Oh, it doesn’t matter what they say in the papers
‘Cause it’s always been the same old scene
There’s a new band in town
But you can’t get the sound
From a story in a magazine…
Billy Joel, It’s Still Rock and Roll to Me
“The Smugglers is packed.” Never did I think those words would appear on my blog, but such was the state of affairs in Sanlitun on Friday night. I kicked off the evening with a tasting at soon-to-open Japanese restaurant Makoto (thanks to Miao Wang for the invite) and a visit to 1/5 bar, the newest component of 1949: The Hidden City. But first, the lowdown on Sanlitun less than two weeks ahead of The Olympics.
Not only was The Smugglers full but the street out front – bordered by Kai, Butterfly, and Shooters – seethed with hundreds of punters. The street at nearby Tongli Studio, where outdoor seating has been removed, saw lighter traffic although Luga’s was packed as usual.
Meanwhile, China Doll had a busy lounge, a crowded bar and dance floor, and a lineup, even before the witching hour had struck. This place has been a quick hit. By the way: 1) Expect a pat down by China Doll security at both the upstairs and downstairs entrances; 2) the place has a “no shorts or flip flops” rule; and 3) the RMB60 Gin Tonic continues to be weak, though this may soon change.
Finally, most bars on the main Sanlitun North bar strip had outdoor seating and solid crowds. Again, not one “lady bar” solicitation as I walked that strip.
On the south side, Q Bar had the atmosphere of a sauna, but I guess patrons found it tolerable given how tightly they were jammed into the place. Meanwhile, the street fronting Nanjie held hundreds of nightlife lovers, with the second-floor wraparound balcony the busiest I have seen it since the opening party.
I ended up at Tun, which had the lightest turnout of the night. I’m liking this place: the cavernous space, the high ceilings, the hutong touches, the Great Wall of China DJ booth, and, last but not least, the theme – “One World, One Drink.” Tun has excellent potential as an events venue.
Even better, its Friday night ten-kuai drink special makes “I’ll buy the next round” hard to resist, so I parked with music scene acquaintances RT and DM. The latter expounded on the need for “a great dive bar” in Beijing, what he describes as a “lowdown, last call, no hope place.” With its rough and ready fixtures, signs proclaiming “ignorance is strength” and “protect your daughters,” and a diverse and sometimes dubious clientele, the former Sunset Bar & Grill once served that niche, says he. I am hoping he takes up my offer to expand, in writing, on the “great dive bar” theme.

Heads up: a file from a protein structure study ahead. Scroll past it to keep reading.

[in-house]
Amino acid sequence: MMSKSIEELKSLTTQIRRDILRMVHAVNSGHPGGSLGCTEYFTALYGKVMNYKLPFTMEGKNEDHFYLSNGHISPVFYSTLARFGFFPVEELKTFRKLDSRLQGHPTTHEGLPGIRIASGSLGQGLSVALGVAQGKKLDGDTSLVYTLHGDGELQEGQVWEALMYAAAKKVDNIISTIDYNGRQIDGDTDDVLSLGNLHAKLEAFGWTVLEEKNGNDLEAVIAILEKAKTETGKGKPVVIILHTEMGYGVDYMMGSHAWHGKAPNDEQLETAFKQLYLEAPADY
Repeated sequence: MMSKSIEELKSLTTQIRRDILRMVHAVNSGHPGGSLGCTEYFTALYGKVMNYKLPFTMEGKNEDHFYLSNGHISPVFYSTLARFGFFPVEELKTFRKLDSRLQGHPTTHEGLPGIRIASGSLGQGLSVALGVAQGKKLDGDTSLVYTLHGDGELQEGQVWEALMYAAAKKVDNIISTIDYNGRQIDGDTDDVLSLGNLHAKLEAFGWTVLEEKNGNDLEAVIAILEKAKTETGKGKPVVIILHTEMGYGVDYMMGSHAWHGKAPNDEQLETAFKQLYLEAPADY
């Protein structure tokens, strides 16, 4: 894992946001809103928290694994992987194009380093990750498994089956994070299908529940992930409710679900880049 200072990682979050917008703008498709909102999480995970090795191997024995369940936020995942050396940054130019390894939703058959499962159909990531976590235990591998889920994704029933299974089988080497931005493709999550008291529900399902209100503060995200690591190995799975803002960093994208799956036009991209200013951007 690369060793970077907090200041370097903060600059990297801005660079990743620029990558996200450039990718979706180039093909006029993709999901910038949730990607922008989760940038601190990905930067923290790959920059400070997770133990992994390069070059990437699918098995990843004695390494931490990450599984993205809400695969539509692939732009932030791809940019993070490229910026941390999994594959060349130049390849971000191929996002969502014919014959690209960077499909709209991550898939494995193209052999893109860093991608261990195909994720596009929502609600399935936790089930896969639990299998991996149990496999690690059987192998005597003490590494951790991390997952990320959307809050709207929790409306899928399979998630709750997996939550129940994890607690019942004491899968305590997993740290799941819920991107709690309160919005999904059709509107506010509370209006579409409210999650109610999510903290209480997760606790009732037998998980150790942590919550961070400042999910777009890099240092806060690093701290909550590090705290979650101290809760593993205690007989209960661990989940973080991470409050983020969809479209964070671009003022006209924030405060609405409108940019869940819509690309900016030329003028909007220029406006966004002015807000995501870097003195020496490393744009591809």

Anyway, I started the night at Japanese restaurant Makoto, which will open in China Central Place on Tuesday (RSVP-only until August 15). Some items I sampled might be too subtle for my rough tastes – these include “cucumber mint ‘noodle’ salad’” and “tomato tartare with bean salad.” But others I did like, including: the tempura (the prawns remained juicy inside); the sea scallop on pork belly and potato puree, with cubes of spiced apple around the sides (an interesting mix of tastes and textures; and the fresh ginger. Makoto is large, with seating at both tables and at cooking stations, and a lounge that looks nearly finished.
As for 1/5, I now know what 1949: The Hidden City considers to be “old school” music – The Stones, The Beatles, and Billy Joel (hence the quote above). The building was formerly a factory for making the blades on meat-slicing machines. Now the first floor is dominated by an island bar – with a soft arm rest – about ten meters long. Expect dark wood, leather, and cream paint, and what feels a bit like a hotel bar but with the added luxury of views of a pleasant courtyard. The upper floor includes private areas and two dancing poles. RMB39 and up for beer, RMB49 and up for drinks; expect a friendly but aggressive staff.
Note: I’ll soon have the Saturday and Sunday night parts of the weekend wrap and will also begin running my Olympics bar picks this week.